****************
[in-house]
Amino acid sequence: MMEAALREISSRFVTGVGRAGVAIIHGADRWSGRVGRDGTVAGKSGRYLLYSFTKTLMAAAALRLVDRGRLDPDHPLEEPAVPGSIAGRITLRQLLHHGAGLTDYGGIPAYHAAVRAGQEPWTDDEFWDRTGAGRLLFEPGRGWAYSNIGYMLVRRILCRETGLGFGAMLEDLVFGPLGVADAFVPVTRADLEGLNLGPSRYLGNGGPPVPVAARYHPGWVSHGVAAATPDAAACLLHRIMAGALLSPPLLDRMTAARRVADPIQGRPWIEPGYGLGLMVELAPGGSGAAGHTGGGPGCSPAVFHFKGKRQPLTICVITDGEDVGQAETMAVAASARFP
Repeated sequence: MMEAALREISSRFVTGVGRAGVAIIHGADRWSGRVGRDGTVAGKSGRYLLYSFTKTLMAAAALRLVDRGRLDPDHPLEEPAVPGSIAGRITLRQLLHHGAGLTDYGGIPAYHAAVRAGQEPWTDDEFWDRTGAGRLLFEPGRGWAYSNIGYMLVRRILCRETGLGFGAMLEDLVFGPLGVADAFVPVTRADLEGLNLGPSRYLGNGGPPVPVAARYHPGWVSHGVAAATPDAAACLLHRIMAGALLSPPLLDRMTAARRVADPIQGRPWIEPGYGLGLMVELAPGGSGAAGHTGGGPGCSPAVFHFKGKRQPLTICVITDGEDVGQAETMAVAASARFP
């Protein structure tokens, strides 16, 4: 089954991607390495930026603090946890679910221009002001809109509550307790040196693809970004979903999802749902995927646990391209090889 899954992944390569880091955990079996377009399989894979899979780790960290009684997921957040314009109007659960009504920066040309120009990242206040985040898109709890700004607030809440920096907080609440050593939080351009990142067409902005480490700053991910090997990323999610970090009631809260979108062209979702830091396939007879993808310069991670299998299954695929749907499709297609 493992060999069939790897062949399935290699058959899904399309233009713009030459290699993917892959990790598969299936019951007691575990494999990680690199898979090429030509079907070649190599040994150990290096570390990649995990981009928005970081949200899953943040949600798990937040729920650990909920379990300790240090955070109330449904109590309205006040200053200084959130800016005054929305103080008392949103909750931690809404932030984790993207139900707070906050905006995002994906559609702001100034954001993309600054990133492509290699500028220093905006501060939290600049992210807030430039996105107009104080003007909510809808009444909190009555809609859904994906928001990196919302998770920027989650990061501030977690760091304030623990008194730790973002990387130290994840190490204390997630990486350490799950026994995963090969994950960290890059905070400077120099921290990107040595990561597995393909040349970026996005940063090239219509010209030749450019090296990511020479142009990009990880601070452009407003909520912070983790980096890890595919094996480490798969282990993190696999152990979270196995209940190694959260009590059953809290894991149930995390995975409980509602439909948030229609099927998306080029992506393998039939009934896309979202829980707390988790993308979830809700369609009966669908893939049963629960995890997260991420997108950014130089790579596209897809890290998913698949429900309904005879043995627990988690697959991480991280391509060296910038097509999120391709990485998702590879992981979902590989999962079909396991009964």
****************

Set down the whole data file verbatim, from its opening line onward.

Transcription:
[in-house]
Amino acid sequence: MMEAALREISSRFVTGVGRAGVAIIHGADRWSGRVGRDGTVAGKSGRYLLYSFTKTLMAAAALRLVDRGRLDPDHPLEEPAVPGSIAGRITLRQLLHHGAGLTDYGGIPAYHAAVRAGQEPWTDDEFWDRTGAGRLLFEPGRGWAYSNIGYMLVRRILCRETGLGFGAMLEDLVFGPLGVADAFVPVTRADLEGLNLGPSRYLGNGGPPVPVAARYHPGWVSHGVAAATPDAAACLLHRIMAGALLSPPLLDRMTAARRVADPIQGRPWIEPGYGLGLMVELAPGGSGAAGHTGGGPGCSPAVFHFKGKRQPLTICVITDGEDVGQAETMAVAASARFP
Repeated sequence: MMEAALREISSRFVTGVGRAGVAIIHGADRWSGRVGRDGTVAGKSGRYLLYSFTKTLMAAAALRLVDRGRLDPDHPLEEPAVPGSIAGRITLRQLLHHGAGLTDYGGIPAYHAAVRAGQEPWTDDEFWDRTGAGRLLFEPGRGWAYSNIGYMLVRRILCRETGLGFGAMLEDLVFGPLGVADAFVPVTRADLEGLNLGPSRYLGNGGPPVPVAARYHPGWVSHGVAAATPDAAACLLHRIMAGALLSPPLLDRMTAARRVADPIQGRPWIEPGYGLGLMVELAPGGSGAAGHTGGGPGCSPAVFHFKGKRQPLTICVITDGEDVGQAETMAVAASARFP
């Protein structure tokens, strides 16, 4: 089954991607390495930026603090946890679910221009002001809109509550307790040196693809970004979903999802749902995927646990391209090889 899954992944390569880091955990079996377009399989894979899979780790960290009684997921957040314009109007659960009504920066040309120009990242206040985040898109709890700004607030809440920096907080609440050593939080351009990142067409902005480490700053991910090997990323999610970090009631809260979108062209979702830091396939007879993808310069991670299998299954695929749907499709297609 493992060999069939790897062949399935290699058959899904399309233009713009030459290699993917892959990790598969299936019951007691575990494999990680690199898979090429030509079907070649190599040994150990290096570390990649995990981009928005970081949200899953943040949600798990937040729920650990909920379990300790240090955070109330449904109590309205006040200053200084959130800016005054929305103080008392949103909750931690809404932030984790993207139900707070906050905006995002994906559609702001100034954001993309600054990133492509290699500028220093905006501060939290600049992210807030430039996105107009104080003007909510809808009444909190009555809609859904994906928001990196919302998770920027989650990061501030977690760091304030623990008194730790973002990387130290994840190490204390997630990486350490799950026994995963090969994950960290890059905070400077120099921290990107040595990561597995393909040349970026996005940063090239219509010209030749450019090296990511020479142009990009990880601070452009407003909520912070983790980096890890595919094996480490798969282990993190696999152990979270196995209940190694959260009590059953809290894991149930995390995975409980509602439909948030229609099927998306080029992506393998039939009934896309979202829980707390988790993308979830809700369609009966669908893939049963629960995890997260991420997108950014130089790579596209897809890290998913698949429900309904005879043995627990988690697959991480991280391509060296910038097509999120391709990485998702590879992981979902590989999962079909396991009964």